Friday, December 9, 2011

[] Diabetes Types


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There are 2 main types of diabetes

Most of the symptoms of diabetes are the same for type 1 and type 2 diabetes, although there are differences in the way they develop.

Although US scientists have discovered a type 3 diabetes, it is still undergoing further research.

Type 1

In type 1 diabetes the signs and symptoms are usually very obvious and can develop quickly.

A common indicator of the presence of type 1 diabetes is a condition called ketoacidosis, which occurs when acid compounds (ketones) form in the blood. If left untreated, ketoacidosis can result in extremely serious complications and even prove fatal.

There is also a sub-type of type 1 diabetes called Brittle Diabetes

Type 2

Type 2 diabetes appears mainly in people over the age of 40.

However, signs and symptoms can develop at such a slow rate that people may not recognise they are ill for some time. In addition, some people with type 2 diabetes do not develop any symptoms if their blood glucose level is not too high.

The three major symptoms of diabetes are:

Polyuria(frequent urination)
Polydipsia(Increased thirst and fluid intake)
Polyphagia(Increased appetite)

Other common symptoms of the two forms of diabetes include:

Sudden weight loss

Blurred vision

Tingling or numbness in hands or feet

Lack of energy/constant fatigue

Very dry skin

Sores and wounds that take a long time o heal

Skin infections

Genital itching or regular episodes of thrush


Those who think they might have diabetes, or experience any of these symptoms, must visit their Doctor for diagnosis. To help determine whether a person is diabetic or not, a doctor will carry out a routine urine test to see if excess glucose is present and a blood test that measures the level of glucose in the blood.

Early treatment will help relieve the symptoms and also reduce the chances of developing serious health problems.

Type 1:

Type 1 diabetes, also known as insulin-dependent diabetes, develops when the body is unable to produce any insulin.

This type of diabetes is also referred to as early-onset diabetes because it usually occurs before the age of 40, often in the teenage years.

Type 1 diabetes is the least common of the two main diabetes types and accounts for only 5 15% of all people with diabetes.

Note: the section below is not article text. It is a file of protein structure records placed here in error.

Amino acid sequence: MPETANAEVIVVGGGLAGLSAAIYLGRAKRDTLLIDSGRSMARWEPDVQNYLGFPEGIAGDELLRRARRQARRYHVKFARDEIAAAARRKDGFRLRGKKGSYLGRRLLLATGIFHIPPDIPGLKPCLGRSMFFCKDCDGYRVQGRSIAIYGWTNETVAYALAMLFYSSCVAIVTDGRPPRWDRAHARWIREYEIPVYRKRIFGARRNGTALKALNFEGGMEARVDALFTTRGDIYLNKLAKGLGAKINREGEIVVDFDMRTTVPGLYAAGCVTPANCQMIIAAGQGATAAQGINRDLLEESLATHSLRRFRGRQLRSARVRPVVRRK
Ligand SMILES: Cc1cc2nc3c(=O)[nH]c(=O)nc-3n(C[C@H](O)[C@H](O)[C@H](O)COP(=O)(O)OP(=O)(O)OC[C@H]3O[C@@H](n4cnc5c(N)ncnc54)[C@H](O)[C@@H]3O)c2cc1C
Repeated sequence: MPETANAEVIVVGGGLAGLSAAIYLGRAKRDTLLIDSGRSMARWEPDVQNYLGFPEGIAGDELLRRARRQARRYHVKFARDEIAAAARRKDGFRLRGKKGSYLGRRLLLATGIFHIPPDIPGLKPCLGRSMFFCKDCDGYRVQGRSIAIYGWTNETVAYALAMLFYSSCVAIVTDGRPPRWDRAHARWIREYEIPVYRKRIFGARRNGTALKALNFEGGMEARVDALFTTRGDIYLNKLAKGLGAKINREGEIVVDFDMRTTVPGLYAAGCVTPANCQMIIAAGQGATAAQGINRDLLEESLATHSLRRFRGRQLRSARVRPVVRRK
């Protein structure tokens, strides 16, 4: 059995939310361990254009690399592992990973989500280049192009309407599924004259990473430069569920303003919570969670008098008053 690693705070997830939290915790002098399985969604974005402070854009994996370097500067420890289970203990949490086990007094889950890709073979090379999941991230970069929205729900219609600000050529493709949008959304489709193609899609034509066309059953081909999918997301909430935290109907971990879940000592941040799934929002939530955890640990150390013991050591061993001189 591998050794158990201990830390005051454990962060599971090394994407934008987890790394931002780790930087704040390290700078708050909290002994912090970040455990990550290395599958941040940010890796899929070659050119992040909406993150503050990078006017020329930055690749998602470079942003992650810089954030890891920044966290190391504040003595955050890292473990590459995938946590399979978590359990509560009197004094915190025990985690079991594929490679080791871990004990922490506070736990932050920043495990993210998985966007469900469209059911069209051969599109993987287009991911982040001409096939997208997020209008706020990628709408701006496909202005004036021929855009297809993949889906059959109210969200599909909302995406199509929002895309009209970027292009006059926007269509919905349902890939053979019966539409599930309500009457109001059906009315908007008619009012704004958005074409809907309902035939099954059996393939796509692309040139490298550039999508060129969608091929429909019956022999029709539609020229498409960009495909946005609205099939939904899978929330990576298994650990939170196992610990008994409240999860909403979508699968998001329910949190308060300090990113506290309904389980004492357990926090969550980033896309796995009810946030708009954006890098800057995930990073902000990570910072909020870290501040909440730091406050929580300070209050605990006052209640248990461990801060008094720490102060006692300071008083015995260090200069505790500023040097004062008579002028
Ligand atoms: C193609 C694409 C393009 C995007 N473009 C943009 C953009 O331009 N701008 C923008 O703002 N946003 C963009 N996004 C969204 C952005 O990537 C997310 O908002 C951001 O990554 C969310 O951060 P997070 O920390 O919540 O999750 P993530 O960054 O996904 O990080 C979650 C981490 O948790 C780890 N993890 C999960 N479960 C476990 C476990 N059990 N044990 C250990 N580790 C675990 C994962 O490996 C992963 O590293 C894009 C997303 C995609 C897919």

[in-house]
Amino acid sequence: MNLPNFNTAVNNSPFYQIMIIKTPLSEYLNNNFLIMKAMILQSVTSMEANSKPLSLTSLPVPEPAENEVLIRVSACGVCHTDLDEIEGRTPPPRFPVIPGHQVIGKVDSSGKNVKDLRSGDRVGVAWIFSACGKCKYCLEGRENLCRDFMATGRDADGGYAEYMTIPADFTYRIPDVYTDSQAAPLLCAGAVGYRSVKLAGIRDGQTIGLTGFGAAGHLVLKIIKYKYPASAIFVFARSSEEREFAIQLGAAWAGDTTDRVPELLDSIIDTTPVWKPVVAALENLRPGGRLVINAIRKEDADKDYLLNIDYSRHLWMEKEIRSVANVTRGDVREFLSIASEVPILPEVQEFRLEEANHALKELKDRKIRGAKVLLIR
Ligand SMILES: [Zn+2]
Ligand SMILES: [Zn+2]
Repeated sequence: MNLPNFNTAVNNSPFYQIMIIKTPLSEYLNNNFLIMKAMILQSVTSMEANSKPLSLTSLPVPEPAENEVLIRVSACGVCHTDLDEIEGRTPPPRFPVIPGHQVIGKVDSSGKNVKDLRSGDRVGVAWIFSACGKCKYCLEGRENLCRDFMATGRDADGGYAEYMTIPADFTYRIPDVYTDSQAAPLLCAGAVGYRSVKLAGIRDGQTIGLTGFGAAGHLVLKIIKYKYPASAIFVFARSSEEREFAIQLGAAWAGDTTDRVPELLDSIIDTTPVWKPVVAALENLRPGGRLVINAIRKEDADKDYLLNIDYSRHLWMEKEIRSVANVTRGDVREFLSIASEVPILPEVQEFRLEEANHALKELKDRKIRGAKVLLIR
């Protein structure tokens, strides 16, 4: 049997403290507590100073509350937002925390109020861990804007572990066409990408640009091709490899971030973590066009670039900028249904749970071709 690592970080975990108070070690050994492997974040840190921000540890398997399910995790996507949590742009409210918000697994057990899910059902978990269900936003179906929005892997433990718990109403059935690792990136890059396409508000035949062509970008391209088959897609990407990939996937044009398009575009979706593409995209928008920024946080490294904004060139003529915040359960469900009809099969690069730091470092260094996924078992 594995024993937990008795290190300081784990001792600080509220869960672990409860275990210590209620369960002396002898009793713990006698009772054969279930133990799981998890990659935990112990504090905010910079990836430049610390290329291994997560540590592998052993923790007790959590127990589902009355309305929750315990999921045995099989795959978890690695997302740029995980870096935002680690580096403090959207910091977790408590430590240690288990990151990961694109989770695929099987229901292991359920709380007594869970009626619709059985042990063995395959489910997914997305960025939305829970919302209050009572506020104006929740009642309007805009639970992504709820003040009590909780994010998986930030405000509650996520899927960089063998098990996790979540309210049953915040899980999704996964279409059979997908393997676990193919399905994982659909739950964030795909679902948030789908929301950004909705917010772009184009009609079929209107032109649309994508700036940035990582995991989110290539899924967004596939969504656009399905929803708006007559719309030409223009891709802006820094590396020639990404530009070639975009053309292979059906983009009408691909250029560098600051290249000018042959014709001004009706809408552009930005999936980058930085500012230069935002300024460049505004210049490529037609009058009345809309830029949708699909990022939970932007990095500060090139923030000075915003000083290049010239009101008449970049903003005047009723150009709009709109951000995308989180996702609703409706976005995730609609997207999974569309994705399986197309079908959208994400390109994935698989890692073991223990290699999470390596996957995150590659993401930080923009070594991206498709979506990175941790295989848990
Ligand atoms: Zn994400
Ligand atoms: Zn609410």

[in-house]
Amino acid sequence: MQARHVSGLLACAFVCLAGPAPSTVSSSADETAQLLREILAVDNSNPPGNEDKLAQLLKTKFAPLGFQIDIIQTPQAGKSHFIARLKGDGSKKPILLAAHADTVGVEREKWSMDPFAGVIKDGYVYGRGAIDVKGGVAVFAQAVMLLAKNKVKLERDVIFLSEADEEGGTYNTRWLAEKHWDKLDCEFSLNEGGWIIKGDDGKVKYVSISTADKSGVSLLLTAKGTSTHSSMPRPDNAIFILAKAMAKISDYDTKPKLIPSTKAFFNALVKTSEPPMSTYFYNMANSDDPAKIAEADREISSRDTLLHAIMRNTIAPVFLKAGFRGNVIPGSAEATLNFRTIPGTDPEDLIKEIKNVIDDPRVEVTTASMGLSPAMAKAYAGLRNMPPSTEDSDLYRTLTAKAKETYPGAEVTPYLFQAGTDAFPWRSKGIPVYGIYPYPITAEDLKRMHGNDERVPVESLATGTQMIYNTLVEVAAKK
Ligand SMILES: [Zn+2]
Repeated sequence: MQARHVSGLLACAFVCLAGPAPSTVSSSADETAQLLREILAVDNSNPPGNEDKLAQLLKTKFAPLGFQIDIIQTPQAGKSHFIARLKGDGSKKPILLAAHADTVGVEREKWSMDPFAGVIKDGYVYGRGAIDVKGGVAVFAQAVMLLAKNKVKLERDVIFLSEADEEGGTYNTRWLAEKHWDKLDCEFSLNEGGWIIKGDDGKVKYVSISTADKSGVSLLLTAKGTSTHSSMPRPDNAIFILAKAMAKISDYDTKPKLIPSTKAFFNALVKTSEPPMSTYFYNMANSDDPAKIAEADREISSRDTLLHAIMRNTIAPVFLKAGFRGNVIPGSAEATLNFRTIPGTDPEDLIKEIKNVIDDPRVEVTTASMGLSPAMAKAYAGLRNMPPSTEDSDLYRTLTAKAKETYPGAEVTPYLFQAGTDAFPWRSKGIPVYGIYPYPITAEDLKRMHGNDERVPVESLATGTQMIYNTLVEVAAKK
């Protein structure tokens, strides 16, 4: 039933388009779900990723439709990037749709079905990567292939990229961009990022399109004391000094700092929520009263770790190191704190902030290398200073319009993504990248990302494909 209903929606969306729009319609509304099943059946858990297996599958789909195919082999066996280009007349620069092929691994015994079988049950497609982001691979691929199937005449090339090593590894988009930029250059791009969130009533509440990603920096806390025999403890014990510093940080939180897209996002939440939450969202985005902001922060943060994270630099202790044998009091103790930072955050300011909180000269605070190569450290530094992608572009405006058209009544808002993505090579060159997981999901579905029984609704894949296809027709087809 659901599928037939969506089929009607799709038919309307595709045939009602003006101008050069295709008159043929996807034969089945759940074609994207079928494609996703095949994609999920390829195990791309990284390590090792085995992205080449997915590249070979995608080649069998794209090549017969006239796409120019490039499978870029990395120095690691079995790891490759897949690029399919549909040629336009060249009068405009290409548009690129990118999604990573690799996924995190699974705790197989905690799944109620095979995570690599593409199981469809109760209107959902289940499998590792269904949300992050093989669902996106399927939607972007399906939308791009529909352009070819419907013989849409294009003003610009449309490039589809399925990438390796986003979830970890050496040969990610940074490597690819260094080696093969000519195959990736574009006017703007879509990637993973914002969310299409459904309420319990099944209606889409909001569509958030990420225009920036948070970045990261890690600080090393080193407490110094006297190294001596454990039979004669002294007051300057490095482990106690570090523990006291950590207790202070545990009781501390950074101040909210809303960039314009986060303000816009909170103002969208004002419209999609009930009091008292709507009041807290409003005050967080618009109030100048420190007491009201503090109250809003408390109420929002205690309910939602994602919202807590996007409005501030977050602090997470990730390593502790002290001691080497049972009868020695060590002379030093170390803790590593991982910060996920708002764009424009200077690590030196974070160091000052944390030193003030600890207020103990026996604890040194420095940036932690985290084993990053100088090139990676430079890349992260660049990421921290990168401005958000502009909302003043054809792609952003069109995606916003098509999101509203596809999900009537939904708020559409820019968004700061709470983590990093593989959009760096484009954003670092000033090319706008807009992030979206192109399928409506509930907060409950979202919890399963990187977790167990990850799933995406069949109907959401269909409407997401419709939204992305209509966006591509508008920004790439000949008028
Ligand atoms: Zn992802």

Type 2:

Type 2 diabetes occurs when the body is able to produce some insulin, but not enough for it to function properly, or when the cells in the body do not react to insulin - known as insulin resistance.

This type of diabetes is far more common than type 1 diabetes and accounts for 85 - 95% of all people with diabetes.

Type 2 diabetes is often associated with obesity. Obesity-related diabetes is sometimes referred to as Maturity Onset Diabetes, or adult-onset diabetes, as it is more common in older people, usually over the age of 40.

However, people of South Asian and African-Caribbean descent can develop the disease after the age of 25. Furthermore, more children are now being diagnosed with the condition, some as young as seven.

Gestational Diabetes

Gestational diabetes mellitus (GDM) is a type of diabetes that develops in around 2 to 5% of all pregnancies.

GDM occurs because the body has less ability to produce enough insulin to meet the extra needs of pregnancy.

In some women, the condition may have developed before the pregnancy.

This type of diabetes occurs more frequently in women with a family history of diabetes, over the age of 25, part of a minority race and women that are overweight or obese.

Despite disappearing once pregnancy is over, GDM leaves women with a higher risk of later developing type 2 diabetes.

What are the symptoms?

In most cases, gestational diabetes has no external symptoms and is detected through screening.

Only rarely do the classic symptoms of diabetes appear: excessive thirst, frequent urination and increased appetite.

However, these are also common symptoms in normal pregnancy.


An Oral Glucose Tolerance Test (OGTT) is used to diagnose GDM. An OGTT involves a blood test before breakfast, then again two hours after a glucose drink.

Forum discussion on Glucose Tolerance Tests

Other specific diabetes types

Other types of diabetes can result from specific genetic syndromes, surgery, drugs, malnutrition, infections, and other illnesses.

Such types of diabetes account for around 1 to 2% of all diagnosed cases of diabetes.

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